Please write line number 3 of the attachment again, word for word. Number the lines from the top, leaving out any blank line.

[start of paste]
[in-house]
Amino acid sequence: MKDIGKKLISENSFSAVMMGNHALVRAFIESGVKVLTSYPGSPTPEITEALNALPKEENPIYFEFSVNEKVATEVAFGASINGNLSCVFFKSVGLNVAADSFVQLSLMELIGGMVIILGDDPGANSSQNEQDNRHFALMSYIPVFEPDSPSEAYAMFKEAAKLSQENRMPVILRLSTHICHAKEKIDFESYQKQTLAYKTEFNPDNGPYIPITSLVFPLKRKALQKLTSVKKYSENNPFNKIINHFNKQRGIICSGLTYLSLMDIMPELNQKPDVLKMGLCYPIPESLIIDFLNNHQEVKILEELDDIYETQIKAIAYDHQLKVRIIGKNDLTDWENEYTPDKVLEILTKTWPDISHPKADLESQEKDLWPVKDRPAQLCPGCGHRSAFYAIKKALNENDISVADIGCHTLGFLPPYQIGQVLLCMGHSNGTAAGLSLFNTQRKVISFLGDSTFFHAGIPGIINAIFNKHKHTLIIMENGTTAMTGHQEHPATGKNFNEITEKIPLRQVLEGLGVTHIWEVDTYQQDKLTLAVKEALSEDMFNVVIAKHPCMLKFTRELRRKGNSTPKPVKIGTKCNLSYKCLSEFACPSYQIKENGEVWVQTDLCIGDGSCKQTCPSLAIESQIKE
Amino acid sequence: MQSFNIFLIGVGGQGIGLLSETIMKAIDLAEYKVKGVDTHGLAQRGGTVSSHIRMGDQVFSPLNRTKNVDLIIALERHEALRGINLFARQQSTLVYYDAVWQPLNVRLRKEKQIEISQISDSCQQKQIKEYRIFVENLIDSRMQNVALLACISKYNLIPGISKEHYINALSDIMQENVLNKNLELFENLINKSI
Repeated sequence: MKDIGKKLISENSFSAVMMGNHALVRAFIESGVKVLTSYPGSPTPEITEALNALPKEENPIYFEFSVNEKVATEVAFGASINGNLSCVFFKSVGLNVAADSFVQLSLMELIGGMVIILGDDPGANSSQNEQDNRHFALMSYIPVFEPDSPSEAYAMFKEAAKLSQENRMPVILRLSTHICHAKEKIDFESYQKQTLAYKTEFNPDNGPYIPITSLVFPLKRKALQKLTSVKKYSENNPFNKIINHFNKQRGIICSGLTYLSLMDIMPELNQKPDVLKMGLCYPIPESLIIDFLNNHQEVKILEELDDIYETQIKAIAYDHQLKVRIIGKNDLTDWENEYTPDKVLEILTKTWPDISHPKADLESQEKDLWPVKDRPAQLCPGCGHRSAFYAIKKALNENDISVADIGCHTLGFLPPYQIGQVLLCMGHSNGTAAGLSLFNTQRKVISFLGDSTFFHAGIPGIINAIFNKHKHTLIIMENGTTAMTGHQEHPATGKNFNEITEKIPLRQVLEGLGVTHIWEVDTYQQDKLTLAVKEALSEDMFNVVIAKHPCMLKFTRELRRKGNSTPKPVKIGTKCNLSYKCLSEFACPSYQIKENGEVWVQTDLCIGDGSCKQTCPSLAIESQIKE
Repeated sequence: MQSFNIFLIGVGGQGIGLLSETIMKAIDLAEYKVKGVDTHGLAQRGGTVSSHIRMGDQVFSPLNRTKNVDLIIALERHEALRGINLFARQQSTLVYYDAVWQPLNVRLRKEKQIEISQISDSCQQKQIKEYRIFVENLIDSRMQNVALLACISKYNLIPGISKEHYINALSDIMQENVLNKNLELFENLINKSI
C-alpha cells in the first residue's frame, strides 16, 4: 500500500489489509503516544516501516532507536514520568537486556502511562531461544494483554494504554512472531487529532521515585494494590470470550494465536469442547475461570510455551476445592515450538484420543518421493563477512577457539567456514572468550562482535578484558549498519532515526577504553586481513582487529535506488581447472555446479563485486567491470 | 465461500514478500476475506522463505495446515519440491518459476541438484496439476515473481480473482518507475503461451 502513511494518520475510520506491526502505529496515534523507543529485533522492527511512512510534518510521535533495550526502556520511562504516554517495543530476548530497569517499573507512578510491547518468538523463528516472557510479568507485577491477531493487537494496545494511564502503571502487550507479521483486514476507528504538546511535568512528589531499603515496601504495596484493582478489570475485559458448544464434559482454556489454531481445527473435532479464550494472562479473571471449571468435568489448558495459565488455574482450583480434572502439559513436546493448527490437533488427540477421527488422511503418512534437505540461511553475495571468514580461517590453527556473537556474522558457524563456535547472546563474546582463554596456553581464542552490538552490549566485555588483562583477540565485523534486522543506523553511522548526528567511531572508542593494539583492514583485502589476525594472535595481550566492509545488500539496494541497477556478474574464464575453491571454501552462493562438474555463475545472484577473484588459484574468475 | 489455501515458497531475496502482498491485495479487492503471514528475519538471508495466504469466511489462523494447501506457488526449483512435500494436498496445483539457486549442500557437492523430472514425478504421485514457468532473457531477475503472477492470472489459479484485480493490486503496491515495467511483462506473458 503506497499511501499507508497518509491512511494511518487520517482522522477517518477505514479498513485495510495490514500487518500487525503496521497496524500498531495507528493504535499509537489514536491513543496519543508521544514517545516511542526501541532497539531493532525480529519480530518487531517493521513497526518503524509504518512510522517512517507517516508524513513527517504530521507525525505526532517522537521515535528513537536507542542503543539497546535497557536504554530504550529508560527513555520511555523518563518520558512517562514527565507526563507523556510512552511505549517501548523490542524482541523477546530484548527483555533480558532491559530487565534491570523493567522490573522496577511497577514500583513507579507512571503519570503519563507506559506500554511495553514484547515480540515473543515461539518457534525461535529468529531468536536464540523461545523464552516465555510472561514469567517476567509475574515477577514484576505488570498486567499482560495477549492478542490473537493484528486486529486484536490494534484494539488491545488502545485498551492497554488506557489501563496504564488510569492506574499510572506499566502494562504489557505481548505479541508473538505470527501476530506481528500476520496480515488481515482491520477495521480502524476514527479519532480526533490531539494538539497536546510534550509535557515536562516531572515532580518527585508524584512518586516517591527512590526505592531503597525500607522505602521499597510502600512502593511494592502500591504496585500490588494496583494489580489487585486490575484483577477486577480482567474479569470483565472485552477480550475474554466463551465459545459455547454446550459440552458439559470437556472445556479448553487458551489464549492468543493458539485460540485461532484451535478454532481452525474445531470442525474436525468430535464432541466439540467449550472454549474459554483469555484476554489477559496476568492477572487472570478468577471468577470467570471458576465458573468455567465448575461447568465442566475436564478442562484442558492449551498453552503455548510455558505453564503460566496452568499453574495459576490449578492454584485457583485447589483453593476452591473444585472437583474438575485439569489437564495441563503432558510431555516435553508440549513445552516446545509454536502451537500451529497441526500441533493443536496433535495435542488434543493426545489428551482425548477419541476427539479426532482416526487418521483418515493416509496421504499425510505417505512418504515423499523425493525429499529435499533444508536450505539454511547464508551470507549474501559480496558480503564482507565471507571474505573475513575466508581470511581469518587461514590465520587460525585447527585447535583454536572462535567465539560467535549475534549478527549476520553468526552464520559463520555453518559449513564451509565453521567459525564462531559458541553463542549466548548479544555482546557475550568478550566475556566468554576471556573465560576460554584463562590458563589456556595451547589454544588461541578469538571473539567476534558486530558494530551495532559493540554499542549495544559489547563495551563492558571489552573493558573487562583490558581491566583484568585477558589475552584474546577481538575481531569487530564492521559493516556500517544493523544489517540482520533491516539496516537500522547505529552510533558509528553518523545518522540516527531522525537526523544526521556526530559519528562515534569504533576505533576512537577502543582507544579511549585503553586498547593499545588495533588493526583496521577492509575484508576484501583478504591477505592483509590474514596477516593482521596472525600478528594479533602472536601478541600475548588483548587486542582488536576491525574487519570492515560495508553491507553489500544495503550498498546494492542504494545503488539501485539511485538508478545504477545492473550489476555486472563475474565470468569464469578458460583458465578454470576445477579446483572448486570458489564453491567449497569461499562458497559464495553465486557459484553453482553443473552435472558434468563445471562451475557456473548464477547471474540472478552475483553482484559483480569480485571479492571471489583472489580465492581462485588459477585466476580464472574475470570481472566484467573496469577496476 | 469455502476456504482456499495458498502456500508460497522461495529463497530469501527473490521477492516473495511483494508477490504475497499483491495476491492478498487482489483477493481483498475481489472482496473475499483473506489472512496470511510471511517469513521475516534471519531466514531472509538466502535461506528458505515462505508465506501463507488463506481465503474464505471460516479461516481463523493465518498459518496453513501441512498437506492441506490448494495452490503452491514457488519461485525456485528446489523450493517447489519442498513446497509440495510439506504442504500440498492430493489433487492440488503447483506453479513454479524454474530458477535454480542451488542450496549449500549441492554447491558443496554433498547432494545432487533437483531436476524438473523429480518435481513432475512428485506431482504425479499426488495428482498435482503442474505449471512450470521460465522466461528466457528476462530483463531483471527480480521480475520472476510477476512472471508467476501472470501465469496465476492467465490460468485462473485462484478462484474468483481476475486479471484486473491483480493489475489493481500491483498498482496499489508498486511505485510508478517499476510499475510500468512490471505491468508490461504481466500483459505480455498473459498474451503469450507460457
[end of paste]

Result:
Amino acid sequence: MQSFNIFLIGVGGQGIGLLSETIMKAIDLAEYKVKGVDTHGLAQRGGTVSSHIRMGDQVFSPLNRTKNVDLIIALERHEALRGINLFARQQSTLVYYDAVWQPLNVRLRKEKQIEISQISDSCQQKQIKEYRIFVENLIDSRMQNVALLACISKYNLIPGISKEHYINALSDIMQENVLNKNLELFENLINKSI